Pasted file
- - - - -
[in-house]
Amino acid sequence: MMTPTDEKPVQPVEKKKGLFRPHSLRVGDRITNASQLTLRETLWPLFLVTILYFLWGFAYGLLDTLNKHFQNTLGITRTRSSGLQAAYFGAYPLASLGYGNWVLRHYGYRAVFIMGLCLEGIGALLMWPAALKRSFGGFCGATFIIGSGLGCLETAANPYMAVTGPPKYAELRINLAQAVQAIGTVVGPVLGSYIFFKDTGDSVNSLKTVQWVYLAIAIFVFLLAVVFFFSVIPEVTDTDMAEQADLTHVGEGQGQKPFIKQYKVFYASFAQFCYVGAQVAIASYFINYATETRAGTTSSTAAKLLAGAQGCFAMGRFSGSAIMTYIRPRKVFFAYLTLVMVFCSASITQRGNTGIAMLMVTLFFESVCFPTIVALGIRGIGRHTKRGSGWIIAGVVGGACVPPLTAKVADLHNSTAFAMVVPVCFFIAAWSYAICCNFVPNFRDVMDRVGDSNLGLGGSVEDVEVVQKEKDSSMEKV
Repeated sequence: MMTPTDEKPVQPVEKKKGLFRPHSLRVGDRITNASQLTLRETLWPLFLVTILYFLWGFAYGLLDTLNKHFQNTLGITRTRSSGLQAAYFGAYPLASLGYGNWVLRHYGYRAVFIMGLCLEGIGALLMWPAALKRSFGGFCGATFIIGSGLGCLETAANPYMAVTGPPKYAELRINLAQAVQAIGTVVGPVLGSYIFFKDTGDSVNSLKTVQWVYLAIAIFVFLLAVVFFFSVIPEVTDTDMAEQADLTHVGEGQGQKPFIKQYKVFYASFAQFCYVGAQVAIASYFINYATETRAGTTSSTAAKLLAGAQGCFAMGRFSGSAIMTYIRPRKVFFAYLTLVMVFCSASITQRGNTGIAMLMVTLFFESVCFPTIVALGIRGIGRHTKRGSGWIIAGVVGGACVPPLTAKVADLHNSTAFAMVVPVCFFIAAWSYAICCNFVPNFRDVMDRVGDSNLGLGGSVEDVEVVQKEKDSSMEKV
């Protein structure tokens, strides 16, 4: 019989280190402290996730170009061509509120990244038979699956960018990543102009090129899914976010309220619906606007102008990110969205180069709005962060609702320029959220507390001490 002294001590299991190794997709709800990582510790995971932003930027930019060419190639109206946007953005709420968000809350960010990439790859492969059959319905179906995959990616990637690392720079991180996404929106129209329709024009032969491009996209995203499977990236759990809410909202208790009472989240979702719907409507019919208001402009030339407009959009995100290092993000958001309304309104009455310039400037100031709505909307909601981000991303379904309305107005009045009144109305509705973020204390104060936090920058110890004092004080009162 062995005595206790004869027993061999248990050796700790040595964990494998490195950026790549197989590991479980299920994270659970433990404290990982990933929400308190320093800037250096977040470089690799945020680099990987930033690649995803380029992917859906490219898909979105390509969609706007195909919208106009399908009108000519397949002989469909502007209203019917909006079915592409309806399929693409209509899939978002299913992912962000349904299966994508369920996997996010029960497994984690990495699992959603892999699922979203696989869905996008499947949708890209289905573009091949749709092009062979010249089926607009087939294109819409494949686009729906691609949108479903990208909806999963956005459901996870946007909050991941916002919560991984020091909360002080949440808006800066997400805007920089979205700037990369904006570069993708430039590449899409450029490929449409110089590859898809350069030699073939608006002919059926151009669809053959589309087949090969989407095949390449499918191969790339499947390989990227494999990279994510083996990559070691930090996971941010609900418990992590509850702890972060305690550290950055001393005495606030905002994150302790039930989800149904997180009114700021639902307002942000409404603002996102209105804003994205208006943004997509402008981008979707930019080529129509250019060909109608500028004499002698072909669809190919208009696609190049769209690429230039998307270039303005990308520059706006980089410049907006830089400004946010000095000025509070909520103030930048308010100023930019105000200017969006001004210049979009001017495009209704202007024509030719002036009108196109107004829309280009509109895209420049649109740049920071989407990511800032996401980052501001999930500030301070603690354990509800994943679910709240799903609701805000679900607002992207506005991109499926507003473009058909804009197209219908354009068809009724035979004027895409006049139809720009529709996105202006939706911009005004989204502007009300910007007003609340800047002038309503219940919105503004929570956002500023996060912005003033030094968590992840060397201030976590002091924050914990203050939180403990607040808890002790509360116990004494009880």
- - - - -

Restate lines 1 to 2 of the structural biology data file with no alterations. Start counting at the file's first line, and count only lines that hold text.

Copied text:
[in-house]
Amino acid sequence: MMTPTDEKPVQPVEKKKGLFRPHSLRVGDRITNASQLTLRETLWPLFLVTILYFLWGFAYGLLDTLNKHFQNTLGITRTRSSGLQAAYFGAYPLASLGYGNWVLRHYGYRAVFIMGLCLEGIGALLMWPAALKRSFGGFCGATFIIGSGLGCLETAANPYMAVTGPPKYAELRINLAQAVQAIGTVVGPVLGSYIFFKDTGDSVNSLKTVQWVYLAIAIFVFLLAVVFFFSVIPEVTDTDMAEQADLTHVGEGQGQKPFIKQYKVFYASFAQFCYVGAQVAIASYFINYATETRAGTTSSTAAKLLAGAQGCFAMGRFSGSAIMTYIRPRKVFFAYLTLVMVFCSASITQRGNTGIAMLMVTLFFESVCFPTIVALGIRGIGRHTKRGSGWIIAGVVGGACVPPLTAKVADLHNSTAFAMVVPVCFFIAAWSYAICCNFVPNFRDVMDRVGDSNLGLGGSVEDVEVVQKEKDSSMEKV